I was asked if I would produce a canvas painting – the inspiration was an Internet sourced photo:
I’m always a bit nervy and unsettled when I have to do something based on someone else’s photo and ‘specially when it’s quite a complex image, as is the case with this one. That said, I really love this image and the feelings it evokes. I’ve looked up at trees like these many times, so it is a special feeling to be able to try and recreate that scene on canvas. I chose to make this painting on a 80x60cm linen stretched canvas. First thing to do was prime it in a burnt gold colour, before painting the ‘sky’. (The gold colour serves two purposes – it stops ‘painter nerves’ 🙂 and also makes the blue ‘glow’, so it’s not so flat)
I added some texture while the blue paint was still wet (dabbing it with a kitchen towel, which I didn’t realise had ‘heart’ shaped motifs on it .. duh.) Once the blue was dry, I started painting the main shapes, using acrylics.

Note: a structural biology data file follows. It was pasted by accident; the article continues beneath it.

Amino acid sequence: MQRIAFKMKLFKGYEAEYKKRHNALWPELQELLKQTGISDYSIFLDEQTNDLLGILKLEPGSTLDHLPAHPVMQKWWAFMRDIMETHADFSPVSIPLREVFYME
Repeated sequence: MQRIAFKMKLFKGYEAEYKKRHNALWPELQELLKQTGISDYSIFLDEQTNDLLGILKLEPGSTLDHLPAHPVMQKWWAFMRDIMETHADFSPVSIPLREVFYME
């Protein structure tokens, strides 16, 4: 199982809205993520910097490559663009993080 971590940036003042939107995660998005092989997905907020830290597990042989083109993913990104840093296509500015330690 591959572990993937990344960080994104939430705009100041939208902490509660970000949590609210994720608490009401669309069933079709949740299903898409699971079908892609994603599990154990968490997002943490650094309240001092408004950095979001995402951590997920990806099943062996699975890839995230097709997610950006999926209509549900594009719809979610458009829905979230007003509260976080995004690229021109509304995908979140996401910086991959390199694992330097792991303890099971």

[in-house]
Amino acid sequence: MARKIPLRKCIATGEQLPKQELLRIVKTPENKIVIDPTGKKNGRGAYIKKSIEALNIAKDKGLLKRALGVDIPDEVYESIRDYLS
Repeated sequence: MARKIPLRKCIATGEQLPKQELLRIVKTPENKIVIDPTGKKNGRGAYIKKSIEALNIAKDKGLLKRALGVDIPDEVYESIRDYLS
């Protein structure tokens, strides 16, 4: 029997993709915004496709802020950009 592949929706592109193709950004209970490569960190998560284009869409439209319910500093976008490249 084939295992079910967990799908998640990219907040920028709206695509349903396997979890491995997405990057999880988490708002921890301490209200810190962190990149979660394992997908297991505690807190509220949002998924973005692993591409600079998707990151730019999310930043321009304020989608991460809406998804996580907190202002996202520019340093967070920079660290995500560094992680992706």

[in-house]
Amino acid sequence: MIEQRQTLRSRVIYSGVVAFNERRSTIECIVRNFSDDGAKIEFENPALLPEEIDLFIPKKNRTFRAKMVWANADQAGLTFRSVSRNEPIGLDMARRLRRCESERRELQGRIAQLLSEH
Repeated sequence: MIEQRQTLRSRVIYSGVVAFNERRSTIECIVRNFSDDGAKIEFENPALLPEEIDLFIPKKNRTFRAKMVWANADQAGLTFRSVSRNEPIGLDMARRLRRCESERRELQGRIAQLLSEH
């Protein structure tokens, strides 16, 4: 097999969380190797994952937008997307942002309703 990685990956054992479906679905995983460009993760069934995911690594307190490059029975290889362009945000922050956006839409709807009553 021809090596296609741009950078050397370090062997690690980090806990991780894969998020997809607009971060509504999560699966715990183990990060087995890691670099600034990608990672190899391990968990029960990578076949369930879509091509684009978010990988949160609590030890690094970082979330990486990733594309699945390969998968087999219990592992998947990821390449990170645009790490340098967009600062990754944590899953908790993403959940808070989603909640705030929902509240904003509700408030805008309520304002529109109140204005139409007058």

For me, this subject matter works better with soft pastels. However, you cannot apply pastels to a canvas surface without first giving it some form of coating, other wise the pastels will just drop off. I discovered that Golden make a ground specifically for this purpose, so I purchased a small tub. I have never used this Pastel Ground before and wasn’t sure if it would provide enough surface grip or ‘tooth’ for the pastels but I have to say that this stuff is amazing! It is best diluted and applied with a sponge or large brush (I used a brush). I applied about three coats in various directions. It dries almost clear, so I could see the underpainting quite clearly. Then I started applying pastels.
I was still a bit unsure about the pastel ground, not knowing how much pastel I could work into it but really I am so impressed! I could also work the pastels in with a brush, using water. I included watercolour brushpens, fine markers and pastel pencils to create more definition of the shapes. I’ve resisted the urge to draw or paint in millions of tiny branchlets, as that is not indicative of my style. Anyway, I am quite happy with it, this is the end result today:
My client is very pleased with it, so I will now give it a few more coats of fixative and possibly also apply some Winsor & Newton matt spray varnish, as a final protective layer. This was great fun to do!